ecclesiastical

adjective
ec·​cle·​si·​as·​ti·​cal | \ i-ˌklē-zē-ˈa-sti-kəl How to pronounce ecclesiastical (audio) , e-ˌklē-\

Definition of ecclesiastical

1 : of or relating to a church especially as an established institution
2 : suitable for use in a church

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Other Words from ecclesiastical

ecclesiastically \ i-​ˌklē-​zē-​ˈa-​sti-​k(ə-​)lē How to pronounce ecclesiastically (audio) , e-​ˌklē-​ \ adverb

Synonyms & Antonyms for ecclesiastical

Synonyms

churchly, ecclesial, ecclesiastic

Antonyms

nonchurch, nonecclesiastical

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Examples of ecclesiastical in a Sentence

ecclesiastical laws that have been in existence for centuries

Recent Examples on the Web

The trial was convened as a synod with all the cardinals, bishops, and other ecclesiastical dignitaries in full attendance. National Geographic, "In 897, the corpse of a pope was exhumed—to be put on trial.," 20 Aug. 2019 The effect is madcap-Victorian-ecclesiastical, a shrine to obsessive collecting. Amy Merrick, WSJ, "The Cultish Home That Draws Fans of Americana Design," 3 Aug. 2018 But Cardinal Ortega’s beginnings were modest, and his climb up the ecclesiastical ladder was arduous. Peter Orsi, BostonGlobe.com, "Cardinal Ortega, former archbishop of Havana, at 82," 27 July 2019 For the ecclesiastical propagandists who first proposed the idea, the Huns were an obvious choice of predecessor. Jacob Mikanowski, Harper's magazine, "The Call of the Drums," 21 July 2019 This exposed him early to sacred music in an ecclesiastical context. Rebecca Mead, The New Yorker, "A Millennial Countertenor’s Pop-Star Appeal," 15 July 2019 When the last of the Anglican ecclesiastical refugees dies, if no change has been made in the meantime, the Catholic priesthood of the Western or Latin rite will go back to being entirely celibate. Erasmus, The Economist, "Why Pope Francis may open the door to married priests," 18 June 2019 Above all, John provoked the most effective baronial and ecclesiastical revolt of the Middle Ages and endured the humiliation of submitting to its demands. Allan Massie, WSJ, "‘The Restless Kings’ Review: A Family at War With Itself," 11 Jan. 2019 Ninomiya’s all-black ensembles underlined his inventive use of fabric, while Piccioli’s colorful nylon capes suggested ecclesiastical astronauts. Erik Maza, Town & Country, "The Reimagining of a Classic Moncler Jacket," 20 Nov. 2018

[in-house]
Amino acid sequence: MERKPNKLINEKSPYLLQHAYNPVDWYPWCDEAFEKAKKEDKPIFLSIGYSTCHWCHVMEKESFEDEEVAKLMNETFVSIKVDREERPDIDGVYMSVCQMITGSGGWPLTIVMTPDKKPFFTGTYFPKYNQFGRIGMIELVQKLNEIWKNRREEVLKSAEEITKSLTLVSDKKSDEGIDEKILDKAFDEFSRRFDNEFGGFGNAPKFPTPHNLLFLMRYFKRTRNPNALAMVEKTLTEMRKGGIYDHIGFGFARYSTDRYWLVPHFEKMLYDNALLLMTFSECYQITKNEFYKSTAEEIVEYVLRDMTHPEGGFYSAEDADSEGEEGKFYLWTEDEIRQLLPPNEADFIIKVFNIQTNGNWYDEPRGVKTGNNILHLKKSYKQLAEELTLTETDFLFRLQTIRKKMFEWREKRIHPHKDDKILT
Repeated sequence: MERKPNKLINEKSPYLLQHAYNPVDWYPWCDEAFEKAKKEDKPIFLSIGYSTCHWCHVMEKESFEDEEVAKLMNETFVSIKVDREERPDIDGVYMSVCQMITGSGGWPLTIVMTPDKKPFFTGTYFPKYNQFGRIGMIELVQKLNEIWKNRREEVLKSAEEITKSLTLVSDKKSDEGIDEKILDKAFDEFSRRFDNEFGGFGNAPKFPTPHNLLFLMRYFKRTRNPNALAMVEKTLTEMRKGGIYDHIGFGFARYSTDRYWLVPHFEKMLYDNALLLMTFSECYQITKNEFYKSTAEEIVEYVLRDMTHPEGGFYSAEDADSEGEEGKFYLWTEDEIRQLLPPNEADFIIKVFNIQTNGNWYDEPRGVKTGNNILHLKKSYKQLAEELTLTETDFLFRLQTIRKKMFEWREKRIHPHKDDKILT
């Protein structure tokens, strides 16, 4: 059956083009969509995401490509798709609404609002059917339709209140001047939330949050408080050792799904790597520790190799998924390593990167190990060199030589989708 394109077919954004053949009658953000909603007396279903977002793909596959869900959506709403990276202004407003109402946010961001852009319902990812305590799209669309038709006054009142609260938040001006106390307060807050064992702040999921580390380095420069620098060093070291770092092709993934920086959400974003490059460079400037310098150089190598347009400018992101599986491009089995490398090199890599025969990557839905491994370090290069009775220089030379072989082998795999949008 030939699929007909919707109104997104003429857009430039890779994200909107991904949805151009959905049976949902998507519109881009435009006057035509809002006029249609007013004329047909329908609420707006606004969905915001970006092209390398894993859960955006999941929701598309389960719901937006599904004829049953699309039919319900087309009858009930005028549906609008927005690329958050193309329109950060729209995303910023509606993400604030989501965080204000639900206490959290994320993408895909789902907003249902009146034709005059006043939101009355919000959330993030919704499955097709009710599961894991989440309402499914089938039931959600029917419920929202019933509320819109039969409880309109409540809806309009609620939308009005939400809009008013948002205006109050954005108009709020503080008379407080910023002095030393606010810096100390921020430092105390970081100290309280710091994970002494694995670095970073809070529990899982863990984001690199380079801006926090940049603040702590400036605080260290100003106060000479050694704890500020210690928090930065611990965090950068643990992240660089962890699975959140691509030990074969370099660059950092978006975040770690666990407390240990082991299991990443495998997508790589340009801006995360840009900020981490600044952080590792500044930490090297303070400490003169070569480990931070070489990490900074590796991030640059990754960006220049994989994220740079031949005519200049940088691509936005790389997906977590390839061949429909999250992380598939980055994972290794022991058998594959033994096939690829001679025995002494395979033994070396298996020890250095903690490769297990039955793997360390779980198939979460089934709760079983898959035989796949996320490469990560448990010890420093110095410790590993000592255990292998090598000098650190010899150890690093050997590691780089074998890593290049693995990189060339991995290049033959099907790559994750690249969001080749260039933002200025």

These example sentences are selected automatically from various online news sources to reflect current usage of the word 'ecclesiastical.' Views expressed in the examples do not represent the opinion of Merriam-Webster or its editors. Send us feedback.

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First Known Use of ecclesiastical

15th century, in the meaning defined at sense 1

History and Etymology for ecclesiastical

Middle English ecclesiasticall, from Late Latin ecclēsiasticus "of the Christian Church" + Middle English -all -al entry 1 — more at ecclesiastic entry 1

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Statistics for ecclesiastical

Last Updated

26 Aug 2019

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Time Traveler for ecclesiastical

The first known use of ecclesiastical was in the 15th century

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More Definitions for ecclesiastical

ecclesiastical

adjective

English Language Learners Definition of ecclesiastical

: of or relating to the Christian church or clergy

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Comments on ecclesiastical

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